For days with an excess arsenic level at Blair Street site or Hall Street site (30 to 50 percent), the prevalent wind direction was identified. For Hall Street, the wind was from the southeast. For Blair Street, the wind was blowing from the north. General triangulation was used to highlight potential local sources of arsenic located between these sites. It appears there is a coal-fired industrial boiler in the area of interest as well as an incinerator operated by the Metropolitan St. Louis Sewer District and coal piles. A detailed emissions inventory of facilities would need to be performed. None of this excess shows up in the NATA inventory. Arsenic in NATA is driven by coal-fired power plants.

In Phase II, MoDNR deployed a Cooper Environmental Services Xact 620 monitor for one month at six different sites to gather high time resolution (every two hours) lead, arsenic and mercury data. Particles are collected on a filter tape and analyzed by x-ray fluorescence. The monitor was deployed for a month at the following sites: Blair Street; Hall Street; Arnold; S. Broadway; Margaretta; and East St. Louis though the assistance of the Illinois Environmental Protection Agency (IEPA). Data was analyzed as was monitor performance. Data analysis identified very distinct plumes which do not show up in the 24-hour data. When lead data for all six sites was examined, a signature consistent with the location of the Doe Run lead smelter in Herculaneum could be observed. This is an indicator of the sensitivity of this piece of equipment.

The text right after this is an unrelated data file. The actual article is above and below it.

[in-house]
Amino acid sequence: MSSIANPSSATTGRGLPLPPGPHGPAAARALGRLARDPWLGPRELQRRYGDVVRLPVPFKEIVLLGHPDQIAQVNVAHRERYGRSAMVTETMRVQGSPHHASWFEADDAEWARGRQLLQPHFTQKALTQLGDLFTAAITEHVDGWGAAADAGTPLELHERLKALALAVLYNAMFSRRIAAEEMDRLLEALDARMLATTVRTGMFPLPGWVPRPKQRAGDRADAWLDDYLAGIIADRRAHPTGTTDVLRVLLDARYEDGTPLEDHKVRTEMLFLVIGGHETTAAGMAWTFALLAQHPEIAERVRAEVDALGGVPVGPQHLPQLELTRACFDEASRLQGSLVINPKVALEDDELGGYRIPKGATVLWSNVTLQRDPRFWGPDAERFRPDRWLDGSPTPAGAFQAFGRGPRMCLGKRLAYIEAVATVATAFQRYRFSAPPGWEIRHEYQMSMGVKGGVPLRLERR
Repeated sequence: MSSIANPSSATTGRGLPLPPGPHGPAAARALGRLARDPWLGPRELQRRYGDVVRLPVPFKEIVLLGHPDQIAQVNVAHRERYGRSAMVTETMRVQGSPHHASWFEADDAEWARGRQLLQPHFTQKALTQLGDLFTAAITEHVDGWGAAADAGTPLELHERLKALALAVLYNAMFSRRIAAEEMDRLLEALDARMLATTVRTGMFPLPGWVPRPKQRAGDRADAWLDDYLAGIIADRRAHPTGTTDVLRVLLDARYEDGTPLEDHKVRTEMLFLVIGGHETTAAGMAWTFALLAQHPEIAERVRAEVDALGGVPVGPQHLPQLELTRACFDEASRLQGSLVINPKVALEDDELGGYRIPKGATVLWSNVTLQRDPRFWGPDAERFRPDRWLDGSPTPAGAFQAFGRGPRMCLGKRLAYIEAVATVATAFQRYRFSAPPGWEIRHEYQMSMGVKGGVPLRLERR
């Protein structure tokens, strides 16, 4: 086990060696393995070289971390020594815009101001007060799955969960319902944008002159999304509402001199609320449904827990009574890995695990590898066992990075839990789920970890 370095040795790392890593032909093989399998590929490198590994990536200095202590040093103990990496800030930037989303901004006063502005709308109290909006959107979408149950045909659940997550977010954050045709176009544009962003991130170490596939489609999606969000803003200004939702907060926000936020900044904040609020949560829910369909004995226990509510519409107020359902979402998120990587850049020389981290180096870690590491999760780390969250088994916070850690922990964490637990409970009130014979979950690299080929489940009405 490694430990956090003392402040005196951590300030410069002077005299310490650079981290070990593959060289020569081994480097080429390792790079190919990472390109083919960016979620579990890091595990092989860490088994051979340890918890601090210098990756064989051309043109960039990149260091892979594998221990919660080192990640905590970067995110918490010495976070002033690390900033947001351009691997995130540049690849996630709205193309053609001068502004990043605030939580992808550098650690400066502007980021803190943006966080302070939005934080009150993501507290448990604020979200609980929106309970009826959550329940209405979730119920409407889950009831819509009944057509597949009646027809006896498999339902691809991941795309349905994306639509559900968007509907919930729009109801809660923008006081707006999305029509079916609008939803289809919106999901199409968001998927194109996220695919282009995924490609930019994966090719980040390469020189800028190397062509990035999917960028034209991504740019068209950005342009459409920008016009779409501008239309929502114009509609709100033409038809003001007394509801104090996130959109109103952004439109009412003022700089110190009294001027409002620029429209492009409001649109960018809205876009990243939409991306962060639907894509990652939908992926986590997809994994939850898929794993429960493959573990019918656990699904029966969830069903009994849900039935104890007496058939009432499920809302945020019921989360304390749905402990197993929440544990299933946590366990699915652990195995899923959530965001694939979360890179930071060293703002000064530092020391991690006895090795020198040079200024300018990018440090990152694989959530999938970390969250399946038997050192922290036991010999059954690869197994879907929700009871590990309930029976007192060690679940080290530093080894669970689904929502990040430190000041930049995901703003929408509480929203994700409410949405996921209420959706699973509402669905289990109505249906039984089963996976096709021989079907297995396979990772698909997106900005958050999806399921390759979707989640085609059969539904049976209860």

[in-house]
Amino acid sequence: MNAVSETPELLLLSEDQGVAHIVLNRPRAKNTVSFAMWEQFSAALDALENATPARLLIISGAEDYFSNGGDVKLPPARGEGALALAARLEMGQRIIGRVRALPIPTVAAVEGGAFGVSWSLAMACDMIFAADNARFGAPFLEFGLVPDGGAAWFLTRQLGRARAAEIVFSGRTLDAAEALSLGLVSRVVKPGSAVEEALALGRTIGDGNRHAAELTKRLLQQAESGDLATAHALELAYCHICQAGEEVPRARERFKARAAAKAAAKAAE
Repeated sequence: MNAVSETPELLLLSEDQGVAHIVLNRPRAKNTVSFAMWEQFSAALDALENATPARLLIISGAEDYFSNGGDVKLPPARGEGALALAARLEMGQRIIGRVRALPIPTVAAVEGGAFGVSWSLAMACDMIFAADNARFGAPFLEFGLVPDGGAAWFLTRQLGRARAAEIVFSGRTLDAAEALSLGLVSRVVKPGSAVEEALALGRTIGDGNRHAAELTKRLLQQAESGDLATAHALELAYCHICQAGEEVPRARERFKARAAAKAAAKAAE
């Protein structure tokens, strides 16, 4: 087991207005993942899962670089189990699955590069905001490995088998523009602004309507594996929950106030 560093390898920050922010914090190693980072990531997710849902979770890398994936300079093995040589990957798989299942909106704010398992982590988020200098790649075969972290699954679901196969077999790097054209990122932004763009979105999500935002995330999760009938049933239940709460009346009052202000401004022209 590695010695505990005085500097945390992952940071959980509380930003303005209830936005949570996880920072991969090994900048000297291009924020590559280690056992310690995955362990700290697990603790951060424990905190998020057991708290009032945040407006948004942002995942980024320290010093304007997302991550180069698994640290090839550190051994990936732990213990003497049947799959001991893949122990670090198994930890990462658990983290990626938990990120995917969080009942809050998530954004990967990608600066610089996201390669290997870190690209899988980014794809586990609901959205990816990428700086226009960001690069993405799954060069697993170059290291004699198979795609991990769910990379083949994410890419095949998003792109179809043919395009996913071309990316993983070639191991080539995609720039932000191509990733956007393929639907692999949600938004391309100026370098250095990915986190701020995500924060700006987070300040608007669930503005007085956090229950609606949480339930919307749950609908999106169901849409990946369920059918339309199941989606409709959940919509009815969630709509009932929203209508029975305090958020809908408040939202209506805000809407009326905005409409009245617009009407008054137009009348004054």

When the high time resolution arsenic data from the Blair Street site was examined, three zones of elevated arsenic coming into the site were noted. The northeast node was similar to that found with the filter analysis and the southeast node represented regional transport from the Ohio River valley. The third node was from the northwest around Fairgrounds Park. Monitor and meteorological data were examined for elevated arsenic levels when the wind came from the northwest. The elevated arsenic level occurred at different times but not for multiple hours. It did not occur at night or on weekends. The source could be a small metal-cleaning or welding or plating facility within a few blocks of the Blair Street site. This analysis highlights the need to understand what facilities are within ½ to one mile radius of an air toxics monitoring site and could influence monitor readings.

In conclusion, this study observed urban-scale spatial gradients in PM10 arsenic which are not captured in NATA. Regional transport from the eastern U.S. dominates the measurements at the suburban sites. Along the industrial riverfront, there are local sources influences. This was the first deployment of the high time resolution measurement equipment for automated ambient PM elemental analysis. The equipment is very promising, based on initial performance evaluation. The equipment can identify intermittent sources which would not be detected by time-integrated measurements.